Finally, although our study presents evidence for novel DNA methylation changes associated with suicide, further replication using a larger sample size is required to support these results. In addition, future studies could also examine the transcriptional consequences of the observed DNA methylation changes at the PSORS1C3 DMR on additional nearby genes and/or novel splice variants in the region. There is considerable interest in using DNA methylation-based biomarkers as predictors for suicide risk and previous studies30,80,81,82,83,84 have identified polymorphic CpGs that can act as a unique molecular signature for suicide prediction. The data from this study provide many more candidate regions as potential biomarkers for suicide risk and also identifies genes/networks potentially dysregulated in suicidal brain.

In summary, our data, which utilise several published and unpublished suicide cohorts, have identified DMPs and several DMRs associated with suicide in both the PFC and CER, including the previously identified DMR upstream of the PSORS1C3 non-coding gene. We show that this DMR can influence gene expression using a dual-luciferase assay, but we have yet to identify its target gene.

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Acknowledgements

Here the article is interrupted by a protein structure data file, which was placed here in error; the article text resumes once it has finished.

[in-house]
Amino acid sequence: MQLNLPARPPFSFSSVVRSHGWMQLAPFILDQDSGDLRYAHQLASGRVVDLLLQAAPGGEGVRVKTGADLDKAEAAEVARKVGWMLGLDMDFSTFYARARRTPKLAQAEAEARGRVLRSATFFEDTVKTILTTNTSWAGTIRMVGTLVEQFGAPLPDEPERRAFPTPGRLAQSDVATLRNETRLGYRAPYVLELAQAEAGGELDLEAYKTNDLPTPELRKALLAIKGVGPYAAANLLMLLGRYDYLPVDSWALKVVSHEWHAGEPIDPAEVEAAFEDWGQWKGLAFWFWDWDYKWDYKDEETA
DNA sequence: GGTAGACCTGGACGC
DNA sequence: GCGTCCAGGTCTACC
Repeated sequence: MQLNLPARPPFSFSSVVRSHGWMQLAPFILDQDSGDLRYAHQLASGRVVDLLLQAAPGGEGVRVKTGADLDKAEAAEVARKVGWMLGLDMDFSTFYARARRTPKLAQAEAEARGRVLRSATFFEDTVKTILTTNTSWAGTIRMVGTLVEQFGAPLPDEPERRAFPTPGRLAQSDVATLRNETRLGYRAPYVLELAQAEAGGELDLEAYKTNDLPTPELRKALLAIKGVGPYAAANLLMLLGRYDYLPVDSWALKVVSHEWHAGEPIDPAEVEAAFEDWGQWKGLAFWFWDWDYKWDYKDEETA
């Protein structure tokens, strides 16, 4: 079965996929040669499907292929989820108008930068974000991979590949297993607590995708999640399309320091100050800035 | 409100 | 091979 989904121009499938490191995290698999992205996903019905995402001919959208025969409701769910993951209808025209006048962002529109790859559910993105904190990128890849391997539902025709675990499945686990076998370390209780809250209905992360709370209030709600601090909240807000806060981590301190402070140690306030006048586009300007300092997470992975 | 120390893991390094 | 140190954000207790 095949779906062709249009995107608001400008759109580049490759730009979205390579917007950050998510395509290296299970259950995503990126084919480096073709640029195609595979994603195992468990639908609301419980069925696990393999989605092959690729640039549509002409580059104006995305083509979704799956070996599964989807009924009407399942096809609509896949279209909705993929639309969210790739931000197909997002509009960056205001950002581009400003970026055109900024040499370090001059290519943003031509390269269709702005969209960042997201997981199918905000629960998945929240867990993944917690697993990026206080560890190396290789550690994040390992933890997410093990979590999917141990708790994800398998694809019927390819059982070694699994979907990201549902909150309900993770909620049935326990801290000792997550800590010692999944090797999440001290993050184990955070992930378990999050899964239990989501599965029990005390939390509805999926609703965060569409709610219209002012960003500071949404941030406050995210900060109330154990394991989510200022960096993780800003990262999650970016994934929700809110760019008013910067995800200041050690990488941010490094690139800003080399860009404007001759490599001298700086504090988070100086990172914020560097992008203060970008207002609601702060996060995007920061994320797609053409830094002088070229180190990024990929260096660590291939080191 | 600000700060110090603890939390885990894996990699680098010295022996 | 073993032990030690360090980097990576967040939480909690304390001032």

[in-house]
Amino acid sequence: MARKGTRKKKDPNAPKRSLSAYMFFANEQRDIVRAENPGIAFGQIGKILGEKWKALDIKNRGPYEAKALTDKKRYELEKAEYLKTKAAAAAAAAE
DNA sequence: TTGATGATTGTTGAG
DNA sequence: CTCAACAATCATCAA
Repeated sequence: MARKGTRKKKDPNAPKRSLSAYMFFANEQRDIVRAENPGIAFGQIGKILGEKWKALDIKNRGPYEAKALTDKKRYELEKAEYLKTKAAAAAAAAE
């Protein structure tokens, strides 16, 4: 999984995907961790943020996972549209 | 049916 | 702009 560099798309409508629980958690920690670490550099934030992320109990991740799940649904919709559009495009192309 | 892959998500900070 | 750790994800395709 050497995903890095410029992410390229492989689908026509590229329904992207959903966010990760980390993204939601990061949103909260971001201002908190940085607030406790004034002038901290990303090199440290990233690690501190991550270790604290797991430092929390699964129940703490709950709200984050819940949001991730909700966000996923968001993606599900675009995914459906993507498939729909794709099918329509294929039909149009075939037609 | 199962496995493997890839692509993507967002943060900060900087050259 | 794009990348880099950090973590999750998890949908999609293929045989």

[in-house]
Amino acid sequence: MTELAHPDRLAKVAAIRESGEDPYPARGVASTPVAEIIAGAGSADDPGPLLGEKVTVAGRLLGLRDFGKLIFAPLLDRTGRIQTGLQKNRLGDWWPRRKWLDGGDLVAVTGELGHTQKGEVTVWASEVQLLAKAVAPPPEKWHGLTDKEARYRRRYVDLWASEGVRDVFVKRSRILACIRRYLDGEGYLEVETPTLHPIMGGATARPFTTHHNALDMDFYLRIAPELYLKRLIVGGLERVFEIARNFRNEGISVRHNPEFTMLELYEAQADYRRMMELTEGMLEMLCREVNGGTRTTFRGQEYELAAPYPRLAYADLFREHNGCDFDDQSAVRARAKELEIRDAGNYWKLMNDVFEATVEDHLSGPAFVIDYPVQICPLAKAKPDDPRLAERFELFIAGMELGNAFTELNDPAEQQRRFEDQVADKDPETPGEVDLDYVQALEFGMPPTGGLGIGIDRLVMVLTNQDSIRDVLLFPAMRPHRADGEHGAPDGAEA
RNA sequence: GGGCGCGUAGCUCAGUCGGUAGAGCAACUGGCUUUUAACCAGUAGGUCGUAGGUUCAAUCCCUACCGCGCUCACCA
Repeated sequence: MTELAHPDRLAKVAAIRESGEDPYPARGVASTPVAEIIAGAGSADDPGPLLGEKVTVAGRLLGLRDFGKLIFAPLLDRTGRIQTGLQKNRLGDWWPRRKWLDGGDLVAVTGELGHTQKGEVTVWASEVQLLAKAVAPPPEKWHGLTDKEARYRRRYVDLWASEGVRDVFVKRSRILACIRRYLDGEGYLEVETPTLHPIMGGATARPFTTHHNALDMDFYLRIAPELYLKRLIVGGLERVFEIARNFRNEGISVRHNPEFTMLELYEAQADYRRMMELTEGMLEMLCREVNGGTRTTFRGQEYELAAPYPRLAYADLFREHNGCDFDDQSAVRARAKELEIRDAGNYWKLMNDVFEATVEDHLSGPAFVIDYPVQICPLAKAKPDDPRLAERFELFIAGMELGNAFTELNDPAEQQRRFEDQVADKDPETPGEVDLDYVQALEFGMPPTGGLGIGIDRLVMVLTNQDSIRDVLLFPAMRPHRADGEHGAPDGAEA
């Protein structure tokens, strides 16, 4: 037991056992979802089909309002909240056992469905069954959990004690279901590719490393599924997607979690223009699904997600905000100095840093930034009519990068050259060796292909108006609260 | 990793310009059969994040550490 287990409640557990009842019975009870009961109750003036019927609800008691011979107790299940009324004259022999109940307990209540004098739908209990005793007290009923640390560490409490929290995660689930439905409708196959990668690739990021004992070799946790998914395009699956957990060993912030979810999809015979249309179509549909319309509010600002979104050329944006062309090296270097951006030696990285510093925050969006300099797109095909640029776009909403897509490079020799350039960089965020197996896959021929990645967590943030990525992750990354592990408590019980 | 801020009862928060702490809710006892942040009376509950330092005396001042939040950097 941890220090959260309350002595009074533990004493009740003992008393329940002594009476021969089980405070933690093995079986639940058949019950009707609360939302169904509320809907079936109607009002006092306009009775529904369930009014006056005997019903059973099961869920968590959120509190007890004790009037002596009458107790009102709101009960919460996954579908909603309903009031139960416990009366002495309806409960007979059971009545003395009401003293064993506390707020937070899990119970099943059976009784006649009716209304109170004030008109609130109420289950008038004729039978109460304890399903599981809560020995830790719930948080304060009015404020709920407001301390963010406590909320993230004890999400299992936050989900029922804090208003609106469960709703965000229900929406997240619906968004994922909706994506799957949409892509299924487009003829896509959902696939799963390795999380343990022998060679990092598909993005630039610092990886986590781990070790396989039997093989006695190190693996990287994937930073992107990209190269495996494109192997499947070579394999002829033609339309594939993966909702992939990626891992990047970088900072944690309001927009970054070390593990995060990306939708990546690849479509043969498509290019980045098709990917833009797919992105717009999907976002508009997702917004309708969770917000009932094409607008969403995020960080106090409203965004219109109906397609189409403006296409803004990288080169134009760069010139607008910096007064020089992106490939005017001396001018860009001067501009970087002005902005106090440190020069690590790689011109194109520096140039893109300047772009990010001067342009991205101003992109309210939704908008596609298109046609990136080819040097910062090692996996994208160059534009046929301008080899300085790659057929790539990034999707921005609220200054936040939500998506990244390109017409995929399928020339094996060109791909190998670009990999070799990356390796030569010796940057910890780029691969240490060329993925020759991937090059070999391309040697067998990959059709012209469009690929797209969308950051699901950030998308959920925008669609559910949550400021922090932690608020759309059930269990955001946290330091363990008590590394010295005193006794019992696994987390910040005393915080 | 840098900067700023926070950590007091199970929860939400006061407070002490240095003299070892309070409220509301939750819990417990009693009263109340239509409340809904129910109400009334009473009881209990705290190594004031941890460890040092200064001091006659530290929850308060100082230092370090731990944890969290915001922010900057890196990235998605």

We are grateful to all the patients and control subjects who contributed to this study. The authors would like to acknowledge support of the Brain and Behaviour Research Foundation through a NARSAD Young Investigator Grant to T.M.M. and from the UK Medical Research Council (MRC) (grant number MR/K013807/1) to J.M. Z.K. would like to acknowledge funding from the NIH grant (NIMH 1R21MH094771). The Douglas Bell Canada Brain Bank is supported by the FRQS through the Quebec Network on Suicide, Mood Disorders and Related Disorders, and by Brain Canada through an infrastructure grant. E.L.D. would like to acknowledge the AMS Springboard scheme that supported SW studentship.

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Policicchio, S., Washer, S., Viana, J. et al. Genome-wide DNA methylation meta-analysis in the brains of suicide completers. Transl Psychiatry 10, 69 (2020). https://doi.org/10.1038/s41398-020-0752-7